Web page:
EPDs -  How to use the animal & EPD search forms
How to read the results

How to read the results

EPD’s are an estimate of an animal's genetic worth for that particular trait. An EPD is expressed in the units of measure for that trait. EPD’s are based on a combination of performance information from an animal's pedigree, individual and progeny performance. EPD’s can be used to predict one animal's progeny performance compared to another's progeny. EPD’s can also be used to compare the genetic worth of one animal to the overall Red Brangus population average and distribution. Each calculated EPD has an associated accuracy value. 

An accuracy value calculated by the genetic analysis is a number between 0 and 1. Accuracy is a relative indicator of the confidence you can place in that particular EPD. The closer an accuracy is to one, the more reliable is the estimate.  

Accuracy ranges from 0-99% and indicates the probability of an EPD changing with the addition of more progeny data.  The magnitude of possible change decreases as accuracy increases.  Accuracy below 75% should be regarded as low, between 76-90% as medium and above 90% as high. 

An EPD with an accuracy of "P" is "Pedigree Estimate" and is simply the exact average of that animal's parents. 

Accuracy is based on the amount of performance information available on the animal and its close relatives - particularly the number of progeny analyzed.  Accuracy is also based on the heritability of the trait and the genetic correlations with other recorded traits.  Hence accuracy indicates the "confidence level" of the EPD.

Regn. No:  The Association Registration Number of the animal.

Name:  The registered name of the animal.

Birth Weight (BW) :
The BW EPD is an indicator of birth weight and calving ease.  Progeny sired by a bull with a BW EPD of 2.2 can be expected to weigh 3.2 lb. more at birth, on average, than progeny sired by a bull with an EPD of -1.0 lb. (2.2 minus -1.0 = 3.2 lb.) Birth weight is another indicator of calving ease. Larger BW EPDs usually, but not always, indicate more calving difficulty. 

Weaning Weight (WW) :
The WW EPD reflects pre-weaning growth potential. Measured from adjusted 205-day weight.  It is an indicator of direct genes for growth independent of milk production of the dam. Calves sired by a bull with a WW EPD of 30 should have a 20 lb. advantage in 205-day adjusted weaning weight compared to calves sired by a bull with an EPD of +10 lb. (30 minus 10.0 = 20 lb.). 

Yearling Weight (YW) :
YW EPD for a sire with an EPD of 87 indicates that on average, his progeny should be 30 lb. above the average of progeny of a bull with an EPD of 57 lb. YW EPD reflects differences in the 365-day adjusted yearling weight for progeny. It is the best estimate of total growth.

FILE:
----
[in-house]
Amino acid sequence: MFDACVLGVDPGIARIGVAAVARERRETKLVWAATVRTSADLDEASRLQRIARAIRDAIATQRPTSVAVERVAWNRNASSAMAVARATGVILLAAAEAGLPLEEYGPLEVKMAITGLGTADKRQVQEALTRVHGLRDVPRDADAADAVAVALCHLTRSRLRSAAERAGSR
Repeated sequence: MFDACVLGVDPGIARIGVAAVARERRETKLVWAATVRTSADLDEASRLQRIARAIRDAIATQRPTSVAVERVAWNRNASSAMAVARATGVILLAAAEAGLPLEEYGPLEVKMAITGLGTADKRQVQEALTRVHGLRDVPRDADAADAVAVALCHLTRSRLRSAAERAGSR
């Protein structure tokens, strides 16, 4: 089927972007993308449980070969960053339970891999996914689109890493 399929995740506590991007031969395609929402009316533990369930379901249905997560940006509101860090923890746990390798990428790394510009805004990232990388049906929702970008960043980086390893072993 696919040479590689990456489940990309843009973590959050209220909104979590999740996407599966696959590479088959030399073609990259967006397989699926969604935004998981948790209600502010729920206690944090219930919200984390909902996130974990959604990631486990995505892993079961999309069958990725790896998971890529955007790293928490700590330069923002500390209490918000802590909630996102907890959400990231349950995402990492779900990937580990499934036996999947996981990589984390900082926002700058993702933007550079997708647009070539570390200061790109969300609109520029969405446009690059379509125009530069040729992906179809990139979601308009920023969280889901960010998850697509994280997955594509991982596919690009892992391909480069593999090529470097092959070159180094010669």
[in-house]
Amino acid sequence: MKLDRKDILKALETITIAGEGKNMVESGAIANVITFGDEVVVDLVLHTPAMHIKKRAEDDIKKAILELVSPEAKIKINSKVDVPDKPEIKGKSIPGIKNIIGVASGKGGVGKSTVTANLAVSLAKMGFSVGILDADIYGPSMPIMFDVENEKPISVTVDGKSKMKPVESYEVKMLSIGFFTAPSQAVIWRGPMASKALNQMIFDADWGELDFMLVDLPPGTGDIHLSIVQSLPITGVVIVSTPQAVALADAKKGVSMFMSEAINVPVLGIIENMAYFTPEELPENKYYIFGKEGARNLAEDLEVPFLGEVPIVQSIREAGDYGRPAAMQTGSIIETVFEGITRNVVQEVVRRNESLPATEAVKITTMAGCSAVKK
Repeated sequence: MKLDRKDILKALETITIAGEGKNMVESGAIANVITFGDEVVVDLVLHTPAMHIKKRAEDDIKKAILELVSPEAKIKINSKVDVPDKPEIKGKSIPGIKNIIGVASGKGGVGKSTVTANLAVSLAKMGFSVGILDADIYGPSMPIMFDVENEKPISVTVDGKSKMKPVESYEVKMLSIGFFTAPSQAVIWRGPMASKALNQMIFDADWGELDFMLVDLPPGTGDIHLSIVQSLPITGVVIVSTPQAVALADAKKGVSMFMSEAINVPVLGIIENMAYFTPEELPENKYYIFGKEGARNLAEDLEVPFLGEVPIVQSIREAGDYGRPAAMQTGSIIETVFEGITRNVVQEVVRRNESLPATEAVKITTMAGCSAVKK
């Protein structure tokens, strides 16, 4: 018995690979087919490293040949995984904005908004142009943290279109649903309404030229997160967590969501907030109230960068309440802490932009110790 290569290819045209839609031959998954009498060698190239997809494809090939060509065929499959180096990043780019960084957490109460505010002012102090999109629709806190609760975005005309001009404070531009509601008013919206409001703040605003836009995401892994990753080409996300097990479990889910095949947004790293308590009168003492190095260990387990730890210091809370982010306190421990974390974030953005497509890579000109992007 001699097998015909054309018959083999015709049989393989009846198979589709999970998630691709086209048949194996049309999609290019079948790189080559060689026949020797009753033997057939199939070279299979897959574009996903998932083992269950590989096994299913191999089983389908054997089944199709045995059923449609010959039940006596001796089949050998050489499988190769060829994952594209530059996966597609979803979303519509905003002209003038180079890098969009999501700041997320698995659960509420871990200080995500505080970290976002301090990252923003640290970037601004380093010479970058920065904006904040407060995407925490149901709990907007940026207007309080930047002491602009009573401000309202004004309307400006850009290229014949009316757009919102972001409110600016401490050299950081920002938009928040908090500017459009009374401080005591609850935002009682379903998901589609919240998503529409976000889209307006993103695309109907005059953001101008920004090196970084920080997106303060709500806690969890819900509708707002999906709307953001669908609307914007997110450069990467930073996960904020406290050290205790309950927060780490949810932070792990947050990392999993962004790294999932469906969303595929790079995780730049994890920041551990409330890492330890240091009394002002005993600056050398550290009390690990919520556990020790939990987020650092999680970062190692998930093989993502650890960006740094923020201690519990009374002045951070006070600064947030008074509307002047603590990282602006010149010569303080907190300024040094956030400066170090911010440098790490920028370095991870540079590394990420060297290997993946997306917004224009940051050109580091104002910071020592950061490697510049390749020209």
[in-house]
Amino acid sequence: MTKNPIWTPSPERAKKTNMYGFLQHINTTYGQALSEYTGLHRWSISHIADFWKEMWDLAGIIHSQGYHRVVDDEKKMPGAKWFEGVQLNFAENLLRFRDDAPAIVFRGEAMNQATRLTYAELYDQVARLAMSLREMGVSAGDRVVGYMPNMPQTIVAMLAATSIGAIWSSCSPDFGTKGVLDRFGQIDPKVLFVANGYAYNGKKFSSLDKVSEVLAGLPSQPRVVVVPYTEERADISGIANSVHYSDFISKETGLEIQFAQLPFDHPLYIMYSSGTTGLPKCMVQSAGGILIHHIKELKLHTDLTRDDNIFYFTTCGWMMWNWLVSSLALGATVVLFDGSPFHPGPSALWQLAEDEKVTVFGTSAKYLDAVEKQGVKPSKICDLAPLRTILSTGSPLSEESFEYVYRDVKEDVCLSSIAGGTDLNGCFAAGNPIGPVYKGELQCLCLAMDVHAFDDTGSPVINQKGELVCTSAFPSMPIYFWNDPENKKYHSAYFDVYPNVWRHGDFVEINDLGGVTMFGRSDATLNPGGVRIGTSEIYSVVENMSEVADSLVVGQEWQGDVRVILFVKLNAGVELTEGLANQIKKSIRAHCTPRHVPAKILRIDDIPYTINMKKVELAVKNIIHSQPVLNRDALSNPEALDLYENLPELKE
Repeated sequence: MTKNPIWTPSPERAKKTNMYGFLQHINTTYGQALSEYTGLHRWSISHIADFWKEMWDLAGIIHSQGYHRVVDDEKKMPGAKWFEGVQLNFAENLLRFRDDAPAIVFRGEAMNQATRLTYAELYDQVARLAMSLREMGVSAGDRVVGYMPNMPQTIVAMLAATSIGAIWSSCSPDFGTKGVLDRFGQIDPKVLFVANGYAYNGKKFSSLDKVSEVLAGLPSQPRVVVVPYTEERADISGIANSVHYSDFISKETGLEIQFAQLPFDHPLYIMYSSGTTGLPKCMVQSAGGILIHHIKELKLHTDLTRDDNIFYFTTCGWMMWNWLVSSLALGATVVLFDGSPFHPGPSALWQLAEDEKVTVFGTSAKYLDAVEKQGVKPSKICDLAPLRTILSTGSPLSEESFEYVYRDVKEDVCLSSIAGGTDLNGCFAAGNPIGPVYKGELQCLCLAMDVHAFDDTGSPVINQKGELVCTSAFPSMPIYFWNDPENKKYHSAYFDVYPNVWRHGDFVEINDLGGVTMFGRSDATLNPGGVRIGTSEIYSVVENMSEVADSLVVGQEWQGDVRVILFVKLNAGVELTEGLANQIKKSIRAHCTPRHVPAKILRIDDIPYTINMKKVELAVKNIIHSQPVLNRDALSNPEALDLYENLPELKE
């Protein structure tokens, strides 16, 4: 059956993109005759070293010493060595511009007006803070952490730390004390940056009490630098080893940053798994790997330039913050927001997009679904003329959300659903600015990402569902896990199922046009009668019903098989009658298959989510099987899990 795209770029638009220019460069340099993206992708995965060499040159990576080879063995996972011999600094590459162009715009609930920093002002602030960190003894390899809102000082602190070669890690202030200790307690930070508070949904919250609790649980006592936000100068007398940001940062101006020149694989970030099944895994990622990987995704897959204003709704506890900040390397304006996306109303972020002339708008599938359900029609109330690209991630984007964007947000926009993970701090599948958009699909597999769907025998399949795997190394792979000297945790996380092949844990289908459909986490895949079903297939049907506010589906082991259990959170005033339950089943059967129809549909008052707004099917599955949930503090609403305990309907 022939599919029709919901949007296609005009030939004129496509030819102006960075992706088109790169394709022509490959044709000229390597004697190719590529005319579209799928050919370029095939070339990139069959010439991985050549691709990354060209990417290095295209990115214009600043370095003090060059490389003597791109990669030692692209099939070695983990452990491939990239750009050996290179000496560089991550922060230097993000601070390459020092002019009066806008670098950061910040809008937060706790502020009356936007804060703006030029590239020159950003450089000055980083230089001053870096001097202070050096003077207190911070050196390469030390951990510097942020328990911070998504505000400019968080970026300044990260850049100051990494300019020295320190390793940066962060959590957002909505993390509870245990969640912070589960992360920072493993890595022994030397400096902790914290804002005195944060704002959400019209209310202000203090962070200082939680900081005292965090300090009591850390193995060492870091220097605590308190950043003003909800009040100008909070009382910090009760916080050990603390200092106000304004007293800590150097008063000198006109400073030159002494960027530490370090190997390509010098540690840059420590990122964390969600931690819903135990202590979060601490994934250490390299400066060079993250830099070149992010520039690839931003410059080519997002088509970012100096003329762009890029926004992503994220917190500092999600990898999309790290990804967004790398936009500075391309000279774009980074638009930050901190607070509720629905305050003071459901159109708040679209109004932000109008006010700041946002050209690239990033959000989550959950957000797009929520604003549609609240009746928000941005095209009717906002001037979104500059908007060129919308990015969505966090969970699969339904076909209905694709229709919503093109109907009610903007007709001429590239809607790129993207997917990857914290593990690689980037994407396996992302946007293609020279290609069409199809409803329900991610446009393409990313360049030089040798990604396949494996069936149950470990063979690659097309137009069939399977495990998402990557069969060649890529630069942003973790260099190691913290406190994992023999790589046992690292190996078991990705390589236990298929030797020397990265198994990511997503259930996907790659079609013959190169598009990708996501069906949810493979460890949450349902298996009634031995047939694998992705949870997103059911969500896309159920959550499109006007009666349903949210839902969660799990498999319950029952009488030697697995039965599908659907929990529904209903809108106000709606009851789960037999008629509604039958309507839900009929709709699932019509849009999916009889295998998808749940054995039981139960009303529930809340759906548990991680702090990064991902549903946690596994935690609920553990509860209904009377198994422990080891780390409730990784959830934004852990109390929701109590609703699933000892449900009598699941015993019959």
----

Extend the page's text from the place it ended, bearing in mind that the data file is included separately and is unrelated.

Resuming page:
Milk (MM) :
The MM EPD is a prediction of weaning weight differences due to milk and maternal ability of the dam. For a sire, the MM EPD predicts the maternal ability of his daughters expressed in pounds of calf weaned. MM EPD’s do not specifically predict pounds of milk produced, but pounds of calf weaned due to maternal production of the dam.  It predicts the difference in average weaning weight of sires’ daughters’ progeny due to milking ability. Daughters of a sire with a MM EPD of 14 should produce progeny with 205-day weights averaging 24 lb. more (as a result of greater milk production) than daughters of a bull with a MM EPD of -10 lb. (14 minus -10.0 = 24 lb.). This difference in weaning weight is due to total milk production over the entire lactation period.

Milk & Growth (M&G) :
The M&G EPD is a combination EPD. It is the MM EPD plus 1/2 the WW EPD. It has no accuracy value since it is simply a combination of two other EPD’s. A sire's M&G EPD reflects what he is expected to transmit to his daughters for a combination of both growth genetics (WW EPD) and maternal production (MM EPD).  This EPD is sometimes referred to as "total maternal” or “combined maternal.”

Carcass Wt (CW) :
Carcass weight EPDs predict the difference in carcass weight (pounds) between bulls of interest. In the above example, Bull A should produce calves that have carcasses that are 10 pounds heavier than calves sired by Bull B. Carcass weight is an indicator of the total amount of retail product in a carcass, but a poor indicator of carcass composition (quality and cutability). 

Fat (FAT) :
The FAT EPD reflects differences in adjusted 365-day, twelfth-rib fat thickness based on ultrasound measurements of live yearling cattle. Sires with low, or negative, FAT EPDs are expected to produce leaner progeny than sires with higher EPDs. Ultrasound measures have been shown to be highly correlated with the performance of slaughter progeny.

Ribeye Area (REA) :
REA EPDs reflect differences in an adjusted 365-day ribeye area measures based on ultrasound measurements of live yearling cattle. Sires with relatively higher REA EPDs are expected to produce better muscled and higher percentage yielding slaughter progeny than will sires with lower REA EPDs

Marbling (Marb) :
Marb EPDs reflect differences in an adjusted 365-day intramuscular fat (marbling) score based on ultrasound measurements of live yearling cattle. Breeding cattle with higher Marb EPD’s should produce slaughter progeny with a higher degree of intramuscular fat and therefore higher quality grades.